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Columbia Files Lawsuit Against Companies for PFAS Contamination in City's Water Supply

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City Takes Legal Action to Address PFAS Health Effects and Water Contamination

The city of Columbia, South Carolina, has filed a lawsuit against several textile and chemical manufacturers, alleging that they have negligently released PFAS chemicals, contaminating the city’s drinking water supplies. The lawsuit, filed on June 3, 2024, seeks damages from the manufacturers to help cover the costs of removing these harmful chemicals from the water.

5 Key Points

  • Columbia is suing textile and chemical manufacturers for allegedly contaminating drinking water with PFAS chemicals.
  • The lawsuit seeks compensation for the city’s increased expenses related to PFAS removal from water and wastewater.
  • PFAS chemicals have been linked to various health issues, including decreased fertility, developmental delays, and increased cancer risk.
  • The EPA recently designated two widely used PFAS chemicals as hazardous substances and established national drinking water standards.
  • The city estimates installing filtration equipment to remove PFAS could cost $150 million.

The Impact of PFAS on Columbia’s Water Supply

PFAS, or perfluoroalkyl and polyfluoroalkyl substances, are a class of chemicals that have been used in various industrial and commercial products since the 1940s. These chemicals are known for their resistance to heat and ability to repel oil and water, making them useful in products such as firefighting foams, stain-resistant coatings, and non-stick coatings.

However, the presence of PFAS in the environment has become a growing concern due to their potential health effects. Studies have linked elevated PFAS levels in the human body to decreased fertility, high blood pressure during pregnancy, developmental delays in children, hormonal disruption, reduction of the immune system, and an increased risk of certain cancers (Domingo & Nadal, 2019).

Since 2020, the city of Columbia and the South Carolina Department of Health and Environmental Control have been regularly testing and detecting PFAS in local rivers and other water sources. The lawsuit alleges that the named manufacturers negligently released these chemicals, contaminating the city’s drinking water supplies.

The Cost of Removing PFAS from Water

Removing PFAS from water and wastewater requires complex and expensive treatment technologies. According to Clint Shealy, who oversees Columbia Water, the cost of installing the necessary filtration equipment could reach $150 million for the city.

The lawsuit seeks compensation for these increased capital and operating expenses related to PFAS removal, arguing that the city must upgrade its water and wastewater treatment facilities due to the defendant’s actions.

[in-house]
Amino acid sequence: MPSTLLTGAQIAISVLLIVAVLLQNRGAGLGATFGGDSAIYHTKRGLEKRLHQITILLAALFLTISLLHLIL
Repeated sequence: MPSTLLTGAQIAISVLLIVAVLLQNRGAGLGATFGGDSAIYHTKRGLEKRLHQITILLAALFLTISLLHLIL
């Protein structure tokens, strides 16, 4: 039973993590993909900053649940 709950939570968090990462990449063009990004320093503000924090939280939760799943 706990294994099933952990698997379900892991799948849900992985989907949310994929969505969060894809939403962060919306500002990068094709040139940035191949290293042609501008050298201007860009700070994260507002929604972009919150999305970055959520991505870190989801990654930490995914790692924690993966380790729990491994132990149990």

EPA Regulations and National Lawsuit

In April 2024, the U.S. Environmental Protection Agency (EPA) designated two widely used PFAS chemicals as hazardous substances. It established national drinking water standards that require local governments to test for and address PFAS contamination in water supplies.

Columbia opted out of a nationwide lawsuit settled in February 2024, believing that the compensation offered was insufficient to cover the city’s costs related to PFAS contamination.

PFAS Detection and Health Concerns

PFAS chemicals do not affect water’s taste, smell, or color, making sampling the only way to determine their presence. High levels of PFAS have been detected in private drinking wells in the Midlands region of South Carolina and other areas of the state, raising concerns about the potential health risks to residents.

As the lawsuit progresses, it may set a precedent for other cities and states grappling with the costs and consequences of PFAS contamination in their water supplies. The outcome could also pressure manufacturers to develop alternatives to PFAS chemicals and take responsibility for their products’ environmental and health impacts.

 

FAQ

Q. Do you qualify for a PFAS lawsuit?

A. To see if you qualify, click here.

Q. What are PFAS chemicals?

A. PFAS, or perfluoroalkyl and polyfluoroalkyl substances, are a class of chemicals used in various industrial and commercial products since the 1940s. They are known for their resistance to heat and ability to repel oil and water.

Q. What health effects are associated with PFAS exposure?

A. Elevated PFAS levels in the human body have been linked to decreased fertility, high blood pressure during pregnancy, developmental delays in children, hormonal disruption, reduction of the immune system, and an increased risk of certain cancers.

Q. How can PFAS be removed from water?

A. PFAS can only be removed from water and wastewater using complex and expensive treatment technologies, such as advanced filtration systems.

Q. What action has the EPA taken regarding PFAS?

A. In April 2024, the EPA designated two widely used PFAS chemicals as hazardous substances and established national drinking water standards that require local governments to test for and address PFAS contamination in water supplies.

Q. What is the purpose of Columbia’s lawsuit against chemical manufacturers?

A. The lawsuit seeks compensation for the city’s increased capital and operating expenses related to PFAS removal from water and wastewater, which, according to estimates, could total $150 million.

 

Citations:

Domingo, J. L., & Nadal, M. (2019). Human exposure to per- and polyfluoroalkyl substances (PFAS) through drinking water: A review of the recent scientific literature. Environmental Research, 177, 108648. https://doi.org/10.1016/j.envres.2019.108648

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